We left Addis Ababa early to avoid the congestion. The traffic can almost be compared to Cairo. We took the less travelled road toward Awash and spent the first night in Butajira then went cross country towards Lake Ziway and onwards to Lake Langano.
The lakes here are a paradise for birds, hippos, monkeys, baboons, warthog and many more wild animals. There are numerous lodges along the way and it was recommended to stay on on the quieter Southern side of Lake Langano at Hora Langano Lodge. I also visited Bishangari Lodge where I had lunch. A slice of heaven can describe these amazing places. Walking under the wild fig canopy with some trees rumoured to be over six hundred years old and the rustle and chirp of the wildlife around puts you on an euphoric alertness. A scurry of rumbling trees as a warthog charges away. Then a wild fig that lands at close quarters, a columbus monkey that’s shying away high above amongst the tree shrub. It’s time for a beer in the tree bar. I wait until dusk to see the hippos come out grazing, they have been spying on me close to the lake shoreline all day.
The next morning it was off to Shashemene which is believed to be the birthplace of the Rastafarian religion. You enter town to find the Rastafarian museum and numerous shops selling memorabilia. I meet an Italian photographer who is doing some work for the UN. He invited me to a Rastafarian party. Beer, music and good vibes took us late into the night. I was even lucky enough to meet one of the twelve tribe leaders and had some really interesting in-depth conversation about their religion and way of life. I got back to my tent at the Rift Valley Hotel. They had kindly allowed me to pitch it under the watchful eyes of the night security guard.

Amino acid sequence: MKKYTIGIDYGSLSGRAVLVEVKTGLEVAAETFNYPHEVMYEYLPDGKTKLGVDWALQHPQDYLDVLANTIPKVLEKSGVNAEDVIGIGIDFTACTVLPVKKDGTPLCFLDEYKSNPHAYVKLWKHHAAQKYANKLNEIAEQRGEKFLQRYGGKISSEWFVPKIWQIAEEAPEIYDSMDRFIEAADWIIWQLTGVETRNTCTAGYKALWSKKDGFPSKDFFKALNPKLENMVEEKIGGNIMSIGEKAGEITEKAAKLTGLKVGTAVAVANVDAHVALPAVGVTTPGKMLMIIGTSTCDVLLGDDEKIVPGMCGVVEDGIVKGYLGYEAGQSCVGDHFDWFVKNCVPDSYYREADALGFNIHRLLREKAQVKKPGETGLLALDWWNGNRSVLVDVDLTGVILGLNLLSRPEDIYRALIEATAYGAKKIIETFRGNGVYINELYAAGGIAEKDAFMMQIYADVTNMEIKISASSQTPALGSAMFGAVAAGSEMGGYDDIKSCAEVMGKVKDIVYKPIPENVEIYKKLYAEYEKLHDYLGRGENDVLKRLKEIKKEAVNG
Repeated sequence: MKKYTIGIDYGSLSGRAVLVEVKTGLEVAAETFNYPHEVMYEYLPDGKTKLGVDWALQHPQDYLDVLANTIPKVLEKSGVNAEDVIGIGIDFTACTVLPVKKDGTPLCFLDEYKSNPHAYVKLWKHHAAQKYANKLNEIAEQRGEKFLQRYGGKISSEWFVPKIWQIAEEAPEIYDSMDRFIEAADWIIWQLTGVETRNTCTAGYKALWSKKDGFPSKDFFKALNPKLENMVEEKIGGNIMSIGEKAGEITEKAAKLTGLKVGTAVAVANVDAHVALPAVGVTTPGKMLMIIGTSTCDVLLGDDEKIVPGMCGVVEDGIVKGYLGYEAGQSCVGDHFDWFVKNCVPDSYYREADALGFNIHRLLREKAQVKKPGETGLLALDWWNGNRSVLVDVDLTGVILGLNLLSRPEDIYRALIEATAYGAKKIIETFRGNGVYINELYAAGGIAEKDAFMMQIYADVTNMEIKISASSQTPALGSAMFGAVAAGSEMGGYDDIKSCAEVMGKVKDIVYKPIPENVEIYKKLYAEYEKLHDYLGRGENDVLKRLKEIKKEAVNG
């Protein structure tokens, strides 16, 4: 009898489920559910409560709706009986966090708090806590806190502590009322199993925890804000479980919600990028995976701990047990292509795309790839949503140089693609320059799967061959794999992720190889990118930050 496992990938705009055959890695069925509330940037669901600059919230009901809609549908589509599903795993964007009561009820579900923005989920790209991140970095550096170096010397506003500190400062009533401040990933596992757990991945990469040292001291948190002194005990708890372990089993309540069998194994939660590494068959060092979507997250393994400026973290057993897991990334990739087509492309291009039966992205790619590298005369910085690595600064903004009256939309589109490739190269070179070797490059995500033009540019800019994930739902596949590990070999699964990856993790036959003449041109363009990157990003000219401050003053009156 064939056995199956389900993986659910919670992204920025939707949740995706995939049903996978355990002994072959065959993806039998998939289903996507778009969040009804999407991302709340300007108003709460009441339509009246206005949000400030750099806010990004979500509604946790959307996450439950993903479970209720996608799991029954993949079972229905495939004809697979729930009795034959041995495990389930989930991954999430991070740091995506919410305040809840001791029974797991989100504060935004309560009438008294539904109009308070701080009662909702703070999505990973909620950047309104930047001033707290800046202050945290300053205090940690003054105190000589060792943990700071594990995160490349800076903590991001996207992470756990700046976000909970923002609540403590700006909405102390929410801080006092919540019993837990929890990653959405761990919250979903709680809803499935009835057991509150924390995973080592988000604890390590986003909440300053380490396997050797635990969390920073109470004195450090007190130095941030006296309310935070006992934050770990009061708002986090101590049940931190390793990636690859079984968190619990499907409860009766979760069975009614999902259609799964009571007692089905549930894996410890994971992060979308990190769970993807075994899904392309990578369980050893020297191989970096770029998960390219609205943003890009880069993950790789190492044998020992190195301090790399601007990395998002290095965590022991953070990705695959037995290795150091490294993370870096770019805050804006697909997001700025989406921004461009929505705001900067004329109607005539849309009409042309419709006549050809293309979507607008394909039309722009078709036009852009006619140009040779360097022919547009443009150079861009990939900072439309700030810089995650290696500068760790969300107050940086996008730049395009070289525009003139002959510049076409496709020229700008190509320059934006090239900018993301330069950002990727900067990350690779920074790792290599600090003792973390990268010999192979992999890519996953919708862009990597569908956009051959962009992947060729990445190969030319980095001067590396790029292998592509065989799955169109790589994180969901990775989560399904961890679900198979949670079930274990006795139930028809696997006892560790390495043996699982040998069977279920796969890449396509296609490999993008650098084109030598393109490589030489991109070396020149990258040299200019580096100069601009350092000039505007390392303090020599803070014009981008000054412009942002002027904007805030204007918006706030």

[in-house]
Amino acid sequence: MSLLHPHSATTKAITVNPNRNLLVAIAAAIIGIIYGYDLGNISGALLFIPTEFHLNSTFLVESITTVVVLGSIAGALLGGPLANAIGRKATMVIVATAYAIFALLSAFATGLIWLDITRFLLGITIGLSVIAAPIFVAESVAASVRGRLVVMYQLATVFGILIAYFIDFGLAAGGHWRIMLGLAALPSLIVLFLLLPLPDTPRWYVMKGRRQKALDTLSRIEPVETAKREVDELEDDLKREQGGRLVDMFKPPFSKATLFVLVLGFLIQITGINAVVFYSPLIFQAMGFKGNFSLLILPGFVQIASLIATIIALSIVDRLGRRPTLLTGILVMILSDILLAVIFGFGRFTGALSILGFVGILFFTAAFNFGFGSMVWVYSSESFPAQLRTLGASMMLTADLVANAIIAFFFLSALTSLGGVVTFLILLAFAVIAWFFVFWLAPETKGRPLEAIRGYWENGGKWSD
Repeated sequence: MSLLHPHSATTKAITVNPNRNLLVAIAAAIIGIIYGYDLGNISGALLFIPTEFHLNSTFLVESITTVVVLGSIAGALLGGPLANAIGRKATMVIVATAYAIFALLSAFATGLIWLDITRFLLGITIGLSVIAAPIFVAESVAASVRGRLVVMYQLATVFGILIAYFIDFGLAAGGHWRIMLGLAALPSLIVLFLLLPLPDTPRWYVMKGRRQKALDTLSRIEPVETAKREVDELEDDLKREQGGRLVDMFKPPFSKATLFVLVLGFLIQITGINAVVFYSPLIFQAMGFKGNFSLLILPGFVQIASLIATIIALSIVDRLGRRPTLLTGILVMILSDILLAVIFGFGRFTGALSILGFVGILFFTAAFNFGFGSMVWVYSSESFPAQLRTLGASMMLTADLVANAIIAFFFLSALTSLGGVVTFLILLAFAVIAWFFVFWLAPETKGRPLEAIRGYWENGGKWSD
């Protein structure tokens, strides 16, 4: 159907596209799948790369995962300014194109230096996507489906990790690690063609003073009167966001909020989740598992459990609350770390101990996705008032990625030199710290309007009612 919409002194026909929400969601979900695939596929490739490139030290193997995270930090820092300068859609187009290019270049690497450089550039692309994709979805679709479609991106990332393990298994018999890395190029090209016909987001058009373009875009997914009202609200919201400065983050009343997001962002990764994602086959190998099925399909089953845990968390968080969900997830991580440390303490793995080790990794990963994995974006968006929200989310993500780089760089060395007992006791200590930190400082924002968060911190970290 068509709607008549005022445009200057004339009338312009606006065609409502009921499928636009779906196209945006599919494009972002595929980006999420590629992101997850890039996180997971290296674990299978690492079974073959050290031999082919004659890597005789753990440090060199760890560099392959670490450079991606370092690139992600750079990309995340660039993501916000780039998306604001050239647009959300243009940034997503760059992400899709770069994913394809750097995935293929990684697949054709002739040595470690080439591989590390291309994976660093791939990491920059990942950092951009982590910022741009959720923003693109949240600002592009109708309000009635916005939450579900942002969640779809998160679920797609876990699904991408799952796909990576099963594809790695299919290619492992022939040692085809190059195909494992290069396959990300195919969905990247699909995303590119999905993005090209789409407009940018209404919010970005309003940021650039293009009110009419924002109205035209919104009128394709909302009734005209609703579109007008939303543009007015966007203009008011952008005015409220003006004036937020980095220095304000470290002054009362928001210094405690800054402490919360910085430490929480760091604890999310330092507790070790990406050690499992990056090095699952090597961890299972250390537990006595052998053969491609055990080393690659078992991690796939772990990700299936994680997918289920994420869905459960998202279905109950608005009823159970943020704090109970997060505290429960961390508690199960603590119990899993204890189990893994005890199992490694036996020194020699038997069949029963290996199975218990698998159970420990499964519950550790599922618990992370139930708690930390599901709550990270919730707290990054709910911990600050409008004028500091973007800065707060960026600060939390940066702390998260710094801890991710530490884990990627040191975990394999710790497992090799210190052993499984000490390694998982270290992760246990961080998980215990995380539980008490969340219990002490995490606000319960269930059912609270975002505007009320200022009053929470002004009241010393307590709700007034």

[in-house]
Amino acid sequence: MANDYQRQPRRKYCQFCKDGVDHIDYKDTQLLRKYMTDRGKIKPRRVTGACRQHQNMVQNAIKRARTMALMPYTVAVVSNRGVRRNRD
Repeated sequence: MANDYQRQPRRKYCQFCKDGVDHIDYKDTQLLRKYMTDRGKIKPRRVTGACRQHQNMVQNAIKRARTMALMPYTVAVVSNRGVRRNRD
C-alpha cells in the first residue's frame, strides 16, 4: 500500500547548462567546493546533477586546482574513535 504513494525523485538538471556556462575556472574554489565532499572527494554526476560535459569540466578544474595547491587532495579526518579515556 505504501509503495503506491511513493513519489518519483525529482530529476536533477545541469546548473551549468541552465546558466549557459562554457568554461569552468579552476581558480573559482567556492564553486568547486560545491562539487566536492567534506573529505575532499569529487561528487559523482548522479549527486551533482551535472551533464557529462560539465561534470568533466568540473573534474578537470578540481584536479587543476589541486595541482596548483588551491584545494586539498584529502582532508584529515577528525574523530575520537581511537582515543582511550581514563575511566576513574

It was an early ride out to find the ten thousand flamingoes on one of the crater lakes, just next to Lake Shala. This place is currently off the tourist map. A Belgian guy called Jan is busy constructing a lodge overlooking this amazing mass of water filled with pink flamingoes. Herds of cattle make their way to the side of the lake which is more accessible. A nice walk to Lake Shala and a swim in a volcanic hot spring that runs into lake almost completes the day, but not before sunset over the tranquil setting. Jan kindly allowed me to string up my hammock. It wasn’t the thunderstorm that woke me up, but rather the shouts of the hyenas that were having a singing contest in the crater. No doubt feasting on some flamingoes during the night.
I met an Estonian who happened to be walking along the side of the road. Elizabeth works for a school aid project and after some good conversation she told me about a hot spring about 25km away and off the beaten track. So after cycling along a gravel road towards Lake Abaya I found a valley that was as green as our local cricket pitch and in stark contrast to the rest of the dry landscape. There I found water bubbling out of the earth and too hot to sink your toes into. How on earth do the locals manage to do their laundry and wash? So I was more than happy to give one of the local girls some employment for some well earned cash. The kids kept me entertained for the whole afternoon and then it was time to pitch my tent. The electric storm gave a strobe light effect to the inside of the tent and was dramatised with the baboons barking and the whoo whoo of the night owls. No hyenas or lions that I was warned about by the locals. Apparently that’s why they all live at the top of the hill. I assume to also escape the swarms of mosquitos.